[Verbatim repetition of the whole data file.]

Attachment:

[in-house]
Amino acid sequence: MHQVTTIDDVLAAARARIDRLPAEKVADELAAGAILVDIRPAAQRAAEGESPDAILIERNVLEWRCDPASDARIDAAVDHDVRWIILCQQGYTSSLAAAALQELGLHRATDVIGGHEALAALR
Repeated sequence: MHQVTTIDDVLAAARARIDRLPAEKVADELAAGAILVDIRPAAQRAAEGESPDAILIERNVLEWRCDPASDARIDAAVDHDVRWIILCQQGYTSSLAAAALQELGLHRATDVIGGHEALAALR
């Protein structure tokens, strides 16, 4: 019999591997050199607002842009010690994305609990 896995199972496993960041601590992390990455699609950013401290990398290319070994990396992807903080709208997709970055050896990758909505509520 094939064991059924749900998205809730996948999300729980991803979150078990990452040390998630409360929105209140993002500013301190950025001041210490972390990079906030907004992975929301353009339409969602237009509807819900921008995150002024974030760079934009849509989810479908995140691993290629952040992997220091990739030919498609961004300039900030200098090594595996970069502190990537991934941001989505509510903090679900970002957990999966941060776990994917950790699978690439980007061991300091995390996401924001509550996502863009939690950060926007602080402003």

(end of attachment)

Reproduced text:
[in-house]
Amino acid sequence: MHQVTTIDDVLAAARARIDRLPAEKVADELAAGAILVDIRPAAQRAAEGESPDAILIERNVLEWRCDPASDARIDAAVDHDVRWIILCQQGYTSSLAAAALQELGLHRATDVIGGHEALAALR
Repeated sequence: MHQVTTIDDVLAAARARIDRLPAEKVADELAAGAILVDIRPAAQRAAEGESPDAILIERNVLEWRCDPASDARIDAAVDHDVRWIILCQQGYTSSLAAAALQELGLHRATDVIGGHEALAALR
């Protein structure tokens, strides 16, 4: 019999591997050199607002842009010690994305609990 896995199972496993960041601590992390990455699609950013401290990398290319070994990396992807903080709208997709970055050896990758909505509520 094939064991059924749900998205809730996948999300729980991803979150078990990452040390998630409360929105209140993002500013301190950025001041210490972390990079906030907004992975929301353009339409969602237009509807819900921008995150002024974030760079934009849509989810479908995140691993290629952040992997220091990739030919498609961004300039900030200098090594595996970069502190990537991934941001989505509510903090679900970002957990999966941060776990994917950790699978690439980007061991300091995390996401924001509550996502863009939690950060926007602080402003």